maychorian (maychorian) wrote,
maychorian
maychorian

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The Mouths of Children (4/?)

Fandom: Supernatural
Title: The Mouths of Children
Author: Maychorian
Characters: Dean, Castiel, Sam, Ruby
Category: Gen, Humor, Crack
Rating: PG13/T (language)
Spoilers: Through 4.10
Summary: "We still have work for you to do, Dean Winchester," Castiel said solemnly, doing his utmost not to sigh. "This is bullshit," Dean declared in his shockingly high, clear voice. "I want ice cream."
Word Count: 2023
Disclaimer: Pretty sure they’re not mine.
Author’s Note: Semi-sequel to Entertaining Angels, original flavor, but stands alone.

1 | 2 | 3

Part 4

Castiel was running out of ways to distract Dean.

The shopping had not taken nearly long enough. Dean had bounced from rack to stack to disorganized pile of clothes, but once he had picked out shoes, socks, jeans and a few shirts, he was done. Adamantly so.

“Are you sure you don’t need more clothes?” the sales lady asked, brows drawn together in concern when Dean hefted his chosen items into his arms and hugged them to his chest, new shoes already on his feet. “If it was really a bad fire, like you said, your entire wardrobe was probably ruined by smoke or water from the firehouses.”

“I’m good, lady,” Dean said, nodding firmly.

She turned beseeching eyes to Castiel, and Dean huffed, frustrated with having his opinion discarded simply because he was less than four feet tall now. “Uncle Lucas? What do you think?”

Castiel knew he was standing stock-still, frozen, unsure what to say, his eyes a little too wide for normal. He just couldn’t answer that question. Did she mean what he thought about everything in universe? Which part of it? Castiel had many thoughts, all the time, some of which he knew were not quite acceptable for an angel of the Lord. They didn’t have time for all of them, even if he wanted to share with a random human woman in a department store. Which he didn’t.

Dean tugged on his sleeve, and Castiel turned to him with a rush of relief, inclining his head to listen to his little charge. Dean waved his hand downward, and Castiel bent toward him instinctively. The child seized his collar in one chubby fist and stood on his tip-toes to whisper in the angel’s ear.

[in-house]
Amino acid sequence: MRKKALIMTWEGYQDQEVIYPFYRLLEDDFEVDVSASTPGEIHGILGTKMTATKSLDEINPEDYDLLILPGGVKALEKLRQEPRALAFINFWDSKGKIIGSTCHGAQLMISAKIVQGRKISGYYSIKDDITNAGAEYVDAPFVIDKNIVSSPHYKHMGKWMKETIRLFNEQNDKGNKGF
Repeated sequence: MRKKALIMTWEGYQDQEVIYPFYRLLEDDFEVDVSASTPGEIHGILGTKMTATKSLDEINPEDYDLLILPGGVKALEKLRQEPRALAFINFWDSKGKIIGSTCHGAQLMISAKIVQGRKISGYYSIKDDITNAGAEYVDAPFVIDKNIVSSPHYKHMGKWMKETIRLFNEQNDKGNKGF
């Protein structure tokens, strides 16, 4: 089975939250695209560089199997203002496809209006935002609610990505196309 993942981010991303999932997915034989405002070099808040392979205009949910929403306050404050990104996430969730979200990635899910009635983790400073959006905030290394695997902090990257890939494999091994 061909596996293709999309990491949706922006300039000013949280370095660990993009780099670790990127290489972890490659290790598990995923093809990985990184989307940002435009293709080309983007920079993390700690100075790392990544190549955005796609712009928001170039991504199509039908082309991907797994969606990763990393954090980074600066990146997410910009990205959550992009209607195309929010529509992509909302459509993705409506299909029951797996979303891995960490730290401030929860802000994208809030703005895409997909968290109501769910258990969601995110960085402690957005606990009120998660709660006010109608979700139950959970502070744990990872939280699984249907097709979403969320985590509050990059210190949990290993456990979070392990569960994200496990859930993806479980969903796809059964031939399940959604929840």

“I’m not staying a kid long enough to need any more clothes. I’m not. So you gotta tell her somethin’ convincing, okay? She’s obviously not gonna listen to me.”

“What should I say?”

“I dunno. You come up with something. You’re getting just as good at lying as I am.”

"That is untrue, Dean."

But the child had already leaned away, staring up at him with big, disappointed eyes. "But, Uncle Cas!" he declared loudly, voice full of hurt and outrage. "You promised!"

The sales lady's eyes went wide, staring at Castiel. "What did you promise, Lucas?"

Castiel felt his jaw clench. It...hurt, a little. "I promised that we would get ice cream."

"Oh. Well, there's plenty of time for that, isn't there?" She gave Dean a cautious, conciliatory smile. "You can do that anytime."

"You said before lunch." Dean's voice rose to a bratty whine. "You said, 'All things considered, Dean, I s'pose it would be ack, ack-sepibble if we got ice cream first and then ate lunch after. But only this once, as a special treat.'" The child laid heavy emphasis on the last two words, reminiscent of his adult self in full obstinate, sarcastic rebel mode. "It's almost noon! If we don't go soon, we can't get ice cream first, because we hafta eat lunch!"

"Oh, that makes sense," the woman said brightly.

Castiel eyed her doubtfully. "It...does?"

She shrugged minutely. "In kid logic, yes."

Kid logic. Castiel was learning far more about the human child than he had ever anticipated. Unfortunately, being in the body of little human boy himself had not remotely prepared him for this small, loud version of Dean Winchester. Really, it was almost embarrassing, a mighty warrior of God being so completely unable to handle a six-year-old. He would have to do better.